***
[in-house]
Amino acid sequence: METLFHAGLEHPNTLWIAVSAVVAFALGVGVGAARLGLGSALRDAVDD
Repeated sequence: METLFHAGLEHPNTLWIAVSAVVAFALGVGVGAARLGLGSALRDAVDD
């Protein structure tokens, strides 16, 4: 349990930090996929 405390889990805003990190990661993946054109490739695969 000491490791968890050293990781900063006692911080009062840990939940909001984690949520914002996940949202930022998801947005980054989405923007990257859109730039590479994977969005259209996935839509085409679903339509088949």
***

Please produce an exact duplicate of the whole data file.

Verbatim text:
[in-house]
Amino acid sequence: METLFHAGLEHPNTLWIAVSAVVAFALGVGVGAARLGLGSALRDAVDD
Repeated sequence: METLFHAGLEHPNTLWIAVSAVVAFALGVGVGAARLGLGSALRDAVDD
């Protein structure tokens, strides 16, 4: 349990930090996929 405390889990805003990190990661993946054109490739695969 000491490791968890050293990781900063006692911080009062840990939940909001984690949520914002996940949202930022998801947005980054989405923007990257859109730039590479994977969005259209996935839509085409679903339509088949």